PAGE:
Those of us doing this awhile know there are many reasons students might not be as successful online as they are on-site. We know that many students take an online class assuming it will be easier, or require fewer hours. We know they confuse flexibility with total workload. We know some don’t have the technical skills to know where to click or how to submit work. We know that some who aren’t prepared for college are even less prepared online.

But all this knowledge is based on experience, while admins like to focus on the less messy numbers. We do have some studies (like this one from 2005) that indicate some predictors of failure in online classes – students with a low GPA, young age, not taking an orientation, and a habit of dropping classes tend to fail. Another (from 2006) indicates that success online depends on time spent on the class, student initiative and student competence.  This one from 2007 concluded that “self-regulated learning strategies” are essential. A 2011 study concluded that individual student attributes (including persistence, academic achievement, and time management) plus life factors (including resources, skills and time) predict both student satisfaction and success. By 2013 we see a study claiming that self-efficacy and “task value” are the biggest predictors. Some studies note which types of students fail more often: males, younger students, AfricanAmerican students, and low GPA students (here). And “students with higher levels of technology self-efficacy and course satisfaction” earn higher grades (here).  Specifically referring to students who dropped out, another recent study showed that those who stayed in the class “had higher levels of academic locus of control and metacognitive self-regulation skills than dropout students” (here). An even more recent study decided that in addition to employment and academic preparation for the class, just the fact that the class was online was a predictor of final exam performance.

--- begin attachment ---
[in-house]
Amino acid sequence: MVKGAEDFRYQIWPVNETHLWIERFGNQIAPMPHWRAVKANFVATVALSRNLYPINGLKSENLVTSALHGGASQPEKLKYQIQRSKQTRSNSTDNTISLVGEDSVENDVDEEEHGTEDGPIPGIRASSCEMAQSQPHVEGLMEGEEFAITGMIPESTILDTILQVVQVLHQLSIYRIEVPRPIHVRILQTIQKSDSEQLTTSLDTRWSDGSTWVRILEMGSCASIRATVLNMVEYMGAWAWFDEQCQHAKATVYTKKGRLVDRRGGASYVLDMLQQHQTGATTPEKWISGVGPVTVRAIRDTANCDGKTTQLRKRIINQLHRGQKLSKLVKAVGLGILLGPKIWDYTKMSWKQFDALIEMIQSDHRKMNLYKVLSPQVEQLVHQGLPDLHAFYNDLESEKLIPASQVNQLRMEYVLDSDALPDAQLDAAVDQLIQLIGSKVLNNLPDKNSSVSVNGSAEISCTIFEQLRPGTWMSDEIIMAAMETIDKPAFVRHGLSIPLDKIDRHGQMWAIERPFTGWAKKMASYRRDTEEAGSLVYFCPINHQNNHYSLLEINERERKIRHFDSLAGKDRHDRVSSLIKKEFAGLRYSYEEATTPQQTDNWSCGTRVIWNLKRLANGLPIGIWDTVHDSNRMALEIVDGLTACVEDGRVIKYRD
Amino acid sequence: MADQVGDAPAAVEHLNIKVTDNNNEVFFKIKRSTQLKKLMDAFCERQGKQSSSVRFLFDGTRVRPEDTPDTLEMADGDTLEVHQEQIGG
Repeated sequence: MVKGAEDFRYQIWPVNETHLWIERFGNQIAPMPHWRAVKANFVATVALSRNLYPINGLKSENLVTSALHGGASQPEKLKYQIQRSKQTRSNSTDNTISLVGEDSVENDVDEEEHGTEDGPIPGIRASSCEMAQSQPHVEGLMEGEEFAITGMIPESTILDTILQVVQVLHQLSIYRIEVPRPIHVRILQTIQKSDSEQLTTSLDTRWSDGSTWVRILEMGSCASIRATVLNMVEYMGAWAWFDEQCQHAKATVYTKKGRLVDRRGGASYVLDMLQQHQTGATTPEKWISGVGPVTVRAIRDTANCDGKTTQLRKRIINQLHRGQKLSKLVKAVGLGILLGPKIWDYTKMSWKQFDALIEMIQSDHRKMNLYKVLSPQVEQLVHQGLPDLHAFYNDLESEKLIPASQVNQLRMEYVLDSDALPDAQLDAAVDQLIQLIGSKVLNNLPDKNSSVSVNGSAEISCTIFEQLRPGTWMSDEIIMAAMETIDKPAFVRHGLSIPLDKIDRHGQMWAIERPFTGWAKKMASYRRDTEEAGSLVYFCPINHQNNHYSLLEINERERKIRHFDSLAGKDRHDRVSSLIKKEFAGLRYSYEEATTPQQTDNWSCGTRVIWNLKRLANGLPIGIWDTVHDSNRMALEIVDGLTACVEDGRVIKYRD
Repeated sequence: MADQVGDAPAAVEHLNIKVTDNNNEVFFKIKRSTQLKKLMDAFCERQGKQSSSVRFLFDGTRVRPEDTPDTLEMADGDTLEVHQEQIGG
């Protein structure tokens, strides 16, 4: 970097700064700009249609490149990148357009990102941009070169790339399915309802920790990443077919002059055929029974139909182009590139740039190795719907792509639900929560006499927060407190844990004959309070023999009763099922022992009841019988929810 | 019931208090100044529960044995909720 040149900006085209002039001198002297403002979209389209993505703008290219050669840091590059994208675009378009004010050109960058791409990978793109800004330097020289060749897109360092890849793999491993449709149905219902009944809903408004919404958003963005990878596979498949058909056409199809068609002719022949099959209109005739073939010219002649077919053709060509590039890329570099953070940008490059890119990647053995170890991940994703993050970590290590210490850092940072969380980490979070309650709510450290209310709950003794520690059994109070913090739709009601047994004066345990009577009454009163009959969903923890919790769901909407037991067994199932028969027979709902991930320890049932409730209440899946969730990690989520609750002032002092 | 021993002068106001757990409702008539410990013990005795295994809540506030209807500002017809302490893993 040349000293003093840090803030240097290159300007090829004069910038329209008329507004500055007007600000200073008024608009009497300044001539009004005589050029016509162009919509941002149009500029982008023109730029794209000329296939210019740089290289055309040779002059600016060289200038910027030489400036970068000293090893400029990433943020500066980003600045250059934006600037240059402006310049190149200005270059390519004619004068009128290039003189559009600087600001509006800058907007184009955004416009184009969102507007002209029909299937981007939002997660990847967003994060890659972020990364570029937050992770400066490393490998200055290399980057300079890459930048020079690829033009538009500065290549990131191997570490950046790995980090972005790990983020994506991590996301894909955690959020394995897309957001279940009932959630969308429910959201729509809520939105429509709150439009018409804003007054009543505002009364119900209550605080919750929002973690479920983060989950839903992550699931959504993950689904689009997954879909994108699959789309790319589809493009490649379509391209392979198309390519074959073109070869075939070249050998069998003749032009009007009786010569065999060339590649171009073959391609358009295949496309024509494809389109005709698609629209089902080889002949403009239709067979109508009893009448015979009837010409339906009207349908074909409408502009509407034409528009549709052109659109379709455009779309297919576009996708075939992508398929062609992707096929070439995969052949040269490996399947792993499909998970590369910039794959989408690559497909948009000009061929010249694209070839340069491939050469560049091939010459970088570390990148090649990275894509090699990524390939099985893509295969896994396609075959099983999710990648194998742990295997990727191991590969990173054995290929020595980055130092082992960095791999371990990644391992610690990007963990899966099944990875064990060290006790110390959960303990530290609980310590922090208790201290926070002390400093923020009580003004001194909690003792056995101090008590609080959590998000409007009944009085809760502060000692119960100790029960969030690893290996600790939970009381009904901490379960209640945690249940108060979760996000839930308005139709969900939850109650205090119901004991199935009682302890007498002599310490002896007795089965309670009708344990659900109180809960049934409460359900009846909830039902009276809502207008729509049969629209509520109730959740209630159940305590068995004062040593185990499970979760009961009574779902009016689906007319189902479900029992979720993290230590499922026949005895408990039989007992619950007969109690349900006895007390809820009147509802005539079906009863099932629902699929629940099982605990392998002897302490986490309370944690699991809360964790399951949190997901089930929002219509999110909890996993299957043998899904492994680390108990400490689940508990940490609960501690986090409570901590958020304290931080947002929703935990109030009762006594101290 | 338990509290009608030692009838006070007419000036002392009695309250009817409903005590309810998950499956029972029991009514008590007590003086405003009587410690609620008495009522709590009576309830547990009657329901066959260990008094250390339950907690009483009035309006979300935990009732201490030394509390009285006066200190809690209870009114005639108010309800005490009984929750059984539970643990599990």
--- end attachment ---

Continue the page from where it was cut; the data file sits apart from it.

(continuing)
All of these suggest that the greatest predictors of student success reside in the student. And yet the pressure is on faculty, and the focus on instructional design. The implication is that if students succeed at high levels, it’s because we’re doing something right. If they don’t succeed, we’re doing something wrong. This view creates more pressure for cookie-cutter, idiot-proof, publisher-developed, team-created courses with no academic freedom or creativity for instructors.

CC Flickr Matthew Langham

It was too much work on board
CC Flickr Matthew Langham

So with such a high drop rate and such high stakes for me, I am surveying (anonymously, at a colleague’s suggestion) the students who dropped on or after the first day of the semester. So far, results are interesting. Most of them are saying that the class looked liked too much work, and that they wanted a class where they could log in just once per week. One said s/he dropped because the class wasn’t in Blackboard.

After years of designing my classes to provide quick, low-stakes assignments for the purpose of immediate feedback, so students can track their progress, this is a blow. I have no mid-term exam and no research paper – rather the writing is scaffolded, the quizzes are short and weekly, and the primary source posts take about half an hour of student time. The final exam is an essay they work on for several weeks, with feedback from each other and me.

Does this bring us to the last thing we know, but only anecdotally: that not all online instructors are requiring a similar workload for similar number of units? That my class is now too hard because other online classes are easier? And (a horrible thought) to what extent has my encouragement of online classes led to this?

Or does this bring us back to the studies, where student success clearly resides in student self-efficacy?

As they say, watch this space…